NU hopes its Magnificent Seven will hold up (Men’s Basketball)

Brian Sumers

Leaving Big East powerhouse St. John’s, Tim Doyle wanted to make sure he could join another top-tier program.

He chose Northwestern, but not before doing some research on his new school.

“One thing I noticed, looking at the media guide, is that they don’t win too much,” he said.

It’s true, the Wildcats have managed just nine winning seasons in the last 50 years. They’ve won two Big Ten titles — the last one coming in 1933 — and have never advanced to the NCAA Tournament.

But there’s a different swagger to this year’s squad, one that suggests that another winning season isn’t far away. After three years with coach Bill Carmody and his Princeton offense, the Cats say they are ready to play with the best in the Big Ten.

“I want to be a part of this, the first time in school history to go to the tournament,” sophomore guard T.J. Parker said.

This might not be the year the Cats make history, considering the team is coming off a 3-13 Big Ten record, good enough for 10th place in the conference. While the Cats might not be able add five or six wins in one season, they should improve this year — at least barring any new injuries.

NU has just seven healthy scholarship players, with senior Patrick Towne out for the season with a torn achilles tendon and freshman Ivan Tolic nursing a knee injury. The 6-foot-9 Tolic, the Cats strongest player, should play this year, but he’s out for at least another month, coach Bill Carmody said. And Doyle, the Cats’ 10th scholarship player, must sit out this season because of NCAA transfer rules.

That leaves freshman Vince Scott and junior Davor Duvancic to patrol the paint for NU. Duvancic came on strong last year, recording 20 points against Illinois in the season’s final game. But for the season, Duvancic averaged just 2.8 points per game, so the Cats will need increased offensive production from the Croatian.

Duvancic will be backed up by Scott, the Cats lone first-year player. While the 6-foot-10 Scott is just 220 pounds — considerably skinnier than most Big Ten post players — Carmody said he’s excited his center will be able to roam the court better than Aaron Jennings did last year.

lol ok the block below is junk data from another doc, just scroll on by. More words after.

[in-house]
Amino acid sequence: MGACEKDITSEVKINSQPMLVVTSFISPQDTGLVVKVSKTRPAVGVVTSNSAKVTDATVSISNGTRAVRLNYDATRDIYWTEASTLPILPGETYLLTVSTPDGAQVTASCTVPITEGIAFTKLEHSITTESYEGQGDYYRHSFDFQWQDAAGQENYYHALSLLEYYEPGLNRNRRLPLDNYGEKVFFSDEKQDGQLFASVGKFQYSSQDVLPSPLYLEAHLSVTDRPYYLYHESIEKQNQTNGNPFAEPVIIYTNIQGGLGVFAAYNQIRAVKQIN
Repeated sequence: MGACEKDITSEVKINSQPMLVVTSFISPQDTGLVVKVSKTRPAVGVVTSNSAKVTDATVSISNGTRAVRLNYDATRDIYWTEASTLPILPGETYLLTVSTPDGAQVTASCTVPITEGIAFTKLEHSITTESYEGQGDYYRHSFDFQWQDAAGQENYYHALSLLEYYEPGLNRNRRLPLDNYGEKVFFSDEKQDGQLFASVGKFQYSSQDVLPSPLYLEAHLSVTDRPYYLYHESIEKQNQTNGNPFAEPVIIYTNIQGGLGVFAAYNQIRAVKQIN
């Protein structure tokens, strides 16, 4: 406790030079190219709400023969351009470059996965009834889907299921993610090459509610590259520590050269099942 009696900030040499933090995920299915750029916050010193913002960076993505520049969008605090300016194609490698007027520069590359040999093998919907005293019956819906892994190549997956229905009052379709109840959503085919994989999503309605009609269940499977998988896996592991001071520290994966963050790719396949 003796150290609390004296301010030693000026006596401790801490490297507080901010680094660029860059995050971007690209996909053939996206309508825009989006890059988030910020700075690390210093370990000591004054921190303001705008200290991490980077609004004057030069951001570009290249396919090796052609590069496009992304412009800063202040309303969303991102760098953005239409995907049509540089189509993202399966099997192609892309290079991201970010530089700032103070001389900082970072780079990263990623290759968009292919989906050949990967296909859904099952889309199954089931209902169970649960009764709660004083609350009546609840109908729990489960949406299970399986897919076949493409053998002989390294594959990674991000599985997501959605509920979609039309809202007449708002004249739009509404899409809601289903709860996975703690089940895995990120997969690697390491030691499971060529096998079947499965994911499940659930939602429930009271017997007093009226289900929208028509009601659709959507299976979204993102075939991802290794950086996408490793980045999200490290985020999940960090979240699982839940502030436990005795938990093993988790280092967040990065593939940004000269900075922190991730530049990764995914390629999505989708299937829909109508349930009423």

“He was a statue,” Carmody said of Jennings. “He never moved, but he was our tallest guy.”

Carmody said the Cats will be quicker than ever this season, led by the backcourt of Parker and Mohamed Hachad, who averaged 4.3 points per game last season. The sophomore hit his stride late, starting the season’s final 13 games. He had his finest moments in NU’s upset win over Indiana, when he scored 12 points, grabbed six rebounds and had six steals.

Still, Carmody said Hachad isn’t close to reaching his potential.

“Is he going to be 28 before he reaches it? That’s what I ask him,” Carmody said. “Can we move it along? Can we accelerate it a little?”

Although sophomore Vedran Vukusic missed all of last season, Carmody’s not worried about his star forward’s potential — or his playing ability. Carmody gushes about Vukusic, an excellent shooter and the team’s best passer.

“He spoonfeeds them — they can’t miss,” Carmody said. “Anyone would get in double figures playing with him.”

The 6-foot-8 Vukusic caused matchup problems for opposing teams in 2001-2002, even as he battled shoulder problems.

“Who’s going to guard him?” Carmody said. “They couldn’t guard him as a freshman.”

Vukusic and senior Jitim Young, NU’s captain, are likely to lead the Cats in scoring this season. Young has 1,002 points in his career, making him just the 13th NU player to score that many in three years. He also enters the campaign with 149 steals, third on NU’s all-time list.

Sophomore point guard Parker also returns, fresh off a summer with the French Junior National Team. Last season, he scored 11.4 points per game and led the team in 3-pointers with 41.

Evan Seacat is expected to be a significant contributor off the bench, serving once again as 3-point shooter extraordinaire. The sophomore guard took 72 shots last season — 66 of them from beyond the arc.

Parker and Hachad will continue their tradition of speaking French to each other in the backcourt, leaving opponents unable to guess their offensive plans. Their center, Scott, thought he might be able to join in their conversations, but found it wasn’t meant to be.

“I took French for a little bit this quarter but I had to drop it because I didn’t understand it,” he said. “I’m staying with English right now.”